A klaxon sounded and the little glass booth began its ascent into the sky. Ted looked over at Henry, who was smiling widely. At him, at Nancy, at everything.

Nancy was laughing to herself as she sipped from her bottle.

Ted just felt queasy as he looked out at the small township, the trees and hills and the solitary ruins of Castle Bleek in the distance. There was also a black highway, denoted only by the pinpricks of light that ran gently across them.

The glass booth continued its ascent.

“Are you actually going to hang out with us tomorrow, Henry?” Nancy asked. “Me and Ted never see you that much.”

She pouted and Ted felt a strange flicker of jealousy in his stomach, as if a small selection of ice cubes had suddenly nested there.

Henry laughed, as if he’d just heard a particularly funny joke.

“I would, Nancy, but I need to stay home. You know how Mother worries me.”

Henry often talked about his bedridden parents, particularly his mum. Ted felt like asking, as he’d never asked why they never asked, but was interrupted as their little glass booth reached the pinnacle of the wheel.

The klaxon sounded again, but in a broken way, like an alarm clock with run down batteries. The siren died and the lights clacked off, suddenly.

In the darkness, two silver canine teeth extended. Ted heard the slick noise of the teeth running across the salivated gum line just in time. Just as he jumped on her.

Nancy shrieked as the darkened figure that snapped and snarled just centimetres away from her face stared at her neck with his black-marble shark eyes and clacked his teeth.

He kept trying, not even seeming to realise that Ted had his collar and was trying to pull him back, his pathetic strength no match for the vampire. Henry raised his arm and Ted felt his hands slip from the vampire’s collar and his head feel as if it were becoming filled with cotton wool. He fell back and the vampire’s psychic grasp worked its way around the inside of his head.

The vampire opened his mouth and—

A crackle of electricity as Nancy’s taser lit up the small capsule in light blue, showcasing the horrifying vampire as it fell backwards, snarling.

Nancy followed up by driving the taser hard into the chest of the vampire. The creature cried out in anger, its contorted and monstrous bat-like face twisting. Two bottom sections of the creature’s jaw distended outwards as it reached back towards the screaming girl.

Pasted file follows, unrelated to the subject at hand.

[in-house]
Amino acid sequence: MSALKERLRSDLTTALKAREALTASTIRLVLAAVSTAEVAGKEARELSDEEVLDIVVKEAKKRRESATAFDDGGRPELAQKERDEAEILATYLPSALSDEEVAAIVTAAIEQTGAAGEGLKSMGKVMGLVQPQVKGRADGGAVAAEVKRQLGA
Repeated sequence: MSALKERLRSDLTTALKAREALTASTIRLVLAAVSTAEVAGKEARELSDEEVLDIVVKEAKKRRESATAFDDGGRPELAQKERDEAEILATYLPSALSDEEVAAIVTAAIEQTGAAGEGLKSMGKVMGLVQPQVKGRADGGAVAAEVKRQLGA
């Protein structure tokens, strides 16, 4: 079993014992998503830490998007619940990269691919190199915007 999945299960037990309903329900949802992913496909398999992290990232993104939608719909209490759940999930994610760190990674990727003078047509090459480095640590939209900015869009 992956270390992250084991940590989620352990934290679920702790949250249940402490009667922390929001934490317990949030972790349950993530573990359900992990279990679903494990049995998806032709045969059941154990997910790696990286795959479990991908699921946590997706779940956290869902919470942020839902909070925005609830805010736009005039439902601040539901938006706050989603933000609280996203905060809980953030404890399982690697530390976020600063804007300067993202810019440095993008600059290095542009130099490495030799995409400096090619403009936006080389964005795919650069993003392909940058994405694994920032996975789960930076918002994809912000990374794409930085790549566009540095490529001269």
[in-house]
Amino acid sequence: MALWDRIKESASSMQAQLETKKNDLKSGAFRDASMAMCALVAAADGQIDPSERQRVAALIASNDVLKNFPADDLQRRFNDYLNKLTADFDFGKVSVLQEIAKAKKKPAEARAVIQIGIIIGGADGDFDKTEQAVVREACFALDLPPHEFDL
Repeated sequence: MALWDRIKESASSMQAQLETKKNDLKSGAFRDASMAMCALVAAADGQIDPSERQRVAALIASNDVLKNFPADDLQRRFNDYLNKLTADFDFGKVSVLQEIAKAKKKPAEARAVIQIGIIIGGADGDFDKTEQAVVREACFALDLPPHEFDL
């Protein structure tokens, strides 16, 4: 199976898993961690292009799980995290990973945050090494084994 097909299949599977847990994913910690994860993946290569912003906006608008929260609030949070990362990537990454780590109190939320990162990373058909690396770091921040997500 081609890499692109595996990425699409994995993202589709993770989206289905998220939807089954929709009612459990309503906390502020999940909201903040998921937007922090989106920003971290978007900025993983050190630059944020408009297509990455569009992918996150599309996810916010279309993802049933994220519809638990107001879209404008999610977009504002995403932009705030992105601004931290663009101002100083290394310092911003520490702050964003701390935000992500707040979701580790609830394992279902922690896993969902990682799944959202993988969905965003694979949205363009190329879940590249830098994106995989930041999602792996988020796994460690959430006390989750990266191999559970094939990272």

Ted jumped on the back of the creature, wrapping his arms around it and trying, desperately, to jam his elbows down into its head. The creature howled in anguish as an elbow caved in its eye socket.

As Ted kept pummelling, the cries from the creature began to taper down. After a horrifying minute of continuing to jab, Ted pulled himself off of the creature that slid down onto the floor of the compartment.


Nancy swilled the last of the crappy beer around the bottom of the bottle. Glass bottles littered the floor. Ted and Nancy had smashed two and pocketed the shards, just in case.

The two lay at the foot of the plush seats. Ted fidgeted with the bottle cap, pressing it firmly into his hand to keep himself awake. He’s already made seven red rings about his palm, which he stared at in drunken interest.

It was 4:01 am, and the engineer didn’t seem to be coming. At around 2am, there had been a crackling through the intercom, but then nothing.

Nancy hiccupped as the few clouds in the sky roiled and something began to lighten over the horizons. The creature on the ground stirred, letting out a sickened howl. It tried to right itself, and in doing so, its form shifted back into Henry. He stared up at his two friends, and began the slow and gradual process to stand.

In a split second, he was floored again, screaming in pain as smoke poured off of his body and he frantically scurried into a darkened corner. His eyes, wide, fixed themselves onto the light point where the rising sun lit up the ride. In a matter of just a minute, the entire ride would be ablaze with light.

And Henry smiled.

He looked up at his friends, his visible eye still blood shot and frenzied. His other was bruised purple, but the lid flickered. Both tracked the beam of light that spelled death.

“I’m sorry, if it helps.”

“Doesn’t, really,” muttered Ted.

Henry laughed, his collar still leaking fumes. He began to stand.

“What are you doing?”

Henry smiled at them.

“Oh, you know. Just what I told you.”

He stood. Within a matter of seconds, his body continued to smoke and then caught fire. Both Ted and Nancy cried out as he stood, emotionless.

Nothing around the creature singed or burned as Henry turned to face the golden morning.

He opened his mouth.

“Oh, hello.”

He continued to stare into the sun.


His body sloughed into a pile of ashes.

The fire died down.

The two were alone.

The lights clicked back on, and the ride continued to turn.

When they reached the bottom and stepped out, a small maintenance crew stood before them. The owner didn’t apologise but instead took one look at the inside of the ride and then stared, angrily, at Nancy.

He lifted his arm and pointed at a “No Smoking” sign, just opposite the opening hours.